• U.S.

National Affairs: Social Code: Let Her Pay

4 minute read

Feminine awareness has not killed chivalry, but it has subtly changed the rituals of social encounter between the sexes. Chivalry as an explicitly male-to-female practice has always implied a world of condescension—weaker women deferred to, cosseted, on the implicit theory that they were physically handicapped. Some women mourn its decline.

“I feel ambivalent about change in the small ways, like a man standing up or holding the door,” says Enid Slack, community affairs director of the United Bank of Denver. “There is now a fear syndrome in men. They are afraid women might be so liberated that they might be offended by such courtesies.”

But customs seem to be loosening up in a rather healthy way. The sillier, automatic practices are giving way to a standard of simple courtesy on the part of both men and women. Many women eliminate the problem by simply moving first, opening their own doors, striking their own matches, wrestling on their own coats before men have the chance to intercept them. The other day, a man held open a door for Betty Friedan and then apologized, saying, “I hope you don’t mind.” Said Friedan: “I love it. I would have held it open for you if I had gotten there first.”

Meanwhile, some of the linguistic extravagances of the women’s movement have fallen into a deserved oblivion. Rarely now does one read of “herstory” as the feminist version of history. But there remains serious feminist sentiment in favor of calling God both Father and Mother, or considering him asexual.

The great battle of the suffix person is still unresolved. Chairman briefly became chairperson, but many now settle simply for chair, as in “she was the chair of the committee.” The problem with person—policeperson, committee-person, showperson—is that it sounds ridiculous. The Naval Academy wisely insists that its women students will be called midshipmen. Person is still acceptable when used independently to designate either a man or a woman. When White House Press Secretary Ron Nessen mentions future Government appointees, he is very careful these days to speak of person instead of man.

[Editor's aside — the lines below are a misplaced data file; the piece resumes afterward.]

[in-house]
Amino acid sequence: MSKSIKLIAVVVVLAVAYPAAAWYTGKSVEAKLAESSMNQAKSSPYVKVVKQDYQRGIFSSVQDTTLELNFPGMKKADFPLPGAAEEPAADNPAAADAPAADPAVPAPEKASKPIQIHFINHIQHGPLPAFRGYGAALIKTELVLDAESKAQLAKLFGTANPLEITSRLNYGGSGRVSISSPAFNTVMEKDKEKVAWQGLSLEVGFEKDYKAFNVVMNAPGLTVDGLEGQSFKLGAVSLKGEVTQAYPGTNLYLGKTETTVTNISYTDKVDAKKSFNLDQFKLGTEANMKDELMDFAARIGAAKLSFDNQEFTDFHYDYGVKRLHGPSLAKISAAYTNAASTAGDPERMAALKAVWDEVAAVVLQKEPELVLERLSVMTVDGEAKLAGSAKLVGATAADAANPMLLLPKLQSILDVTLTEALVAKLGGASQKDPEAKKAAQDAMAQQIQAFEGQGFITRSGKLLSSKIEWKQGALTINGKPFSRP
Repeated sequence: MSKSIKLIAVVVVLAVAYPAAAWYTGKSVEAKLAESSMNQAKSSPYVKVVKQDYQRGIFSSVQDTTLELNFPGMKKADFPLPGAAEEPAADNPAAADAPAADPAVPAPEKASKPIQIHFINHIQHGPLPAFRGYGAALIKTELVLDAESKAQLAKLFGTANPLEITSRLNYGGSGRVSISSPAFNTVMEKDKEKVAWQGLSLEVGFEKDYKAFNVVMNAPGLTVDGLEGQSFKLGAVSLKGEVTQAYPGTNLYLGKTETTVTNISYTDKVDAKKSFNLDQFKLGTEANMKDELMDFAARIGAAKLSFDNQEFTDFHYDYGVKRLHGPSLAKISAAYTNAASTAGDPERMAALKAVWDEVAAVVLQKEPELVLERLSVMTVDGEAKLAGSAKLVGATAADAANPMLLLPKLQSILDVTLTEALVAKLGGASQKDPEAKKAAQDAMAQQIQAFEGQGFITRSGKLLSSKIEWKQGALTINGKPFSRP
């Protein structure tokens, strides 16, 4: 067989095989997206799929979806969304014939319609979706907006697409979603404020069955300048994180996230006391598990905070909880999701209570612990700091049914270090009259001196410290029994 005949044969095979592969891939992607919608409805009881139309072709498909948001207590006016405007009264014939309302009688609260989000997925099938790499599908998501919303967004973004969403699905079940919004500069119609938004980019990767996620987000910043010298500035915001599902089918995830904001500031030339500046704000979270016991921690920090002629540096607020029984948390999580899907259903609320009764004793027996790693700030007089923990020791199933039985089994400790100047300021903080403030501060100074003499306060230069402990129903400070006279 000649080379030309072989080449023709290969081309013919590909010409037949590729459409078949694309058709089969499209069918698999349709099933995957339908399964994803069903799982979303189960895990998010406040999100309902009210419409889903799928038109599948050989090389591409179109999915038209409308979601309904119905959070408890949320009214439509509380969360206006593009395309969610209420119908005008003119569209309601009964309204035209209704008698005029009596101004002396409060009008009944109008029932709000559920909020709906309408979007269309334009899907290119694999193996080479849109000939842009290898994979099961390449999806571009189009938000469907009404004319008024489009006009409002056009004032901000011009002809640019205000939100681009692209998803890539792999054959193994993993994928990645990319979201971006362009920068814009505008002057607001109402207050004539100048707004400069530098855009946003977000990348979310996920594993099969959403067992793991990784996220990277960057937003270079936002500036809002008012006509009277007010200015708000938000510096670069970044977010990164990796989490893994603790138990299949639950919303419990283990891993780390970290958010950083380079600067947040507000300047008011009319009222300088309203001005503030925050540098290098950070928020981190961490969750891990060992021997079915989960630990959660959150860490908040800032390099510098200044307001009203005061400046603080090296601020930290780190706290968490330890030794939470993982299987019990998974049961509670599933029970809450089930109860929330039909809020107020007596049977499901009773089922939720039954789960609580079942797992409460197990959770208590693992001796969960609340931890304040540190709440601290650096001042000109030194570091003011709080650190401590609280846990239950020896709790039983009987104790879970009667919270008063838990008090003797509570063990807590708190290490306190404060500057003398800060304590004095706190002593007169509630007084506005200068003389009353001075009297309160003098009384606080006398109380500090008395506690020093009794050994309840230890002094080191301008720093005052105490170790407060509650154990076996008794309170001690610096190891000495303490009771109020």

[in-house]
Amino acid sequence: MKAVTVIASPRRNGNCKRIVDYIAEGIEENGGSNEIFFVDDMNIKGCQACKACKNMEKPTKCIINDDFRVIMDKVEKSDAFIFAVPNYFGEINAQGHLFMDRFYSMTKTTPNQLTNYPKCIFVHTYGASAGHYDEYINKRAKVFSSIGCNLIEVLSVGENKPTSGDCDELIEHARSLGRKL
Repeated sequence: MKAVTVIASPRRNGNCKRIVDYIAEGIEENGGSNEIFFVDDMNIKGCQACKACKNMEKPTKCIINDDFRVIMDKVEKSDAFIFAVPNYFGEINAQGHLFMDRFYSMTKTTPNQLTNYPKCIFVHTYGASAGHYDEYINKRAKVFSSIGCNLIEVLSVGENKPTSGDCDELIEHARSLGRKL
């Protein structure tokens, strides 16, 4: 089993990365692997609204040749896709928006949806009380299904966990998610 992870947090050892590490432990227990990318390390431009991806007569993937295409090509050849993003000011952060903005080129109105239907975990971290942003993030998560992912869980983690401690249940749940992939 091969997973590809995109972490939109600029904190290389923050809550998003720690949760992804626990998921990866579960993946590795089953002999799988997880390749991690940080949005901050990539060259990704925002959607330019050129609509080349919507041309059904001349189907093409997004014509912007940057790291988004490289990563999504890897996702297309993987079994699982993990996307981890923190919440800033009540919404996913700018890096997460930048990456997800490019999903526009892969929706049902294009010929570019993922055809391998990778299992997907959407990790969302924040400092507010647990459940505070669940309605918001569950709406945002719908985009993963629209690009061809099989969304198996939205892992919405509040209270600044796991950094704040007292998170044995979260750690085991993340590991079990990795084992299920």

Ritual pairings of the sexes seem less obligatory. Many hostesses no longer worry about having equal numbers of men and women at a dinner party. It is regarded as awkward, if not rude, to pair men and women at such occasions or to insist on “boy-girl” seating at the table. The 19th century after-dinner protocol of sexual segregation—at least where initiated by men—has long been fading. Such formality persists in some Washington circles. But last August, when she was asked to “join the ladies” after dinner at a party given by Averell Harriman, Washington Post Reporter Sally Quinn stalked out of the house.

Women more often come to parties alone and leave alone. Increasingly, they come and go at bars in the same way. Last week four of the six people sitting alone at the bar of Hopper’s Restaurant in Manhattan’s West Village were women who had wandered in for a post-Christmas drink. No one paid any special attention to them.

Women call men for dates now—and fairly often share the expenses or pick up the tabs. At business lunches women used to resort to elaborate subterfuges—paying the check on the way to the ladies’ room, or even slipping the money under the table to a male guest so that he could seem to pay the bill. Now men no longer seem mortified by having women pay. With a certain bonhomie, a man may demand of a woman: “Are you buying?”

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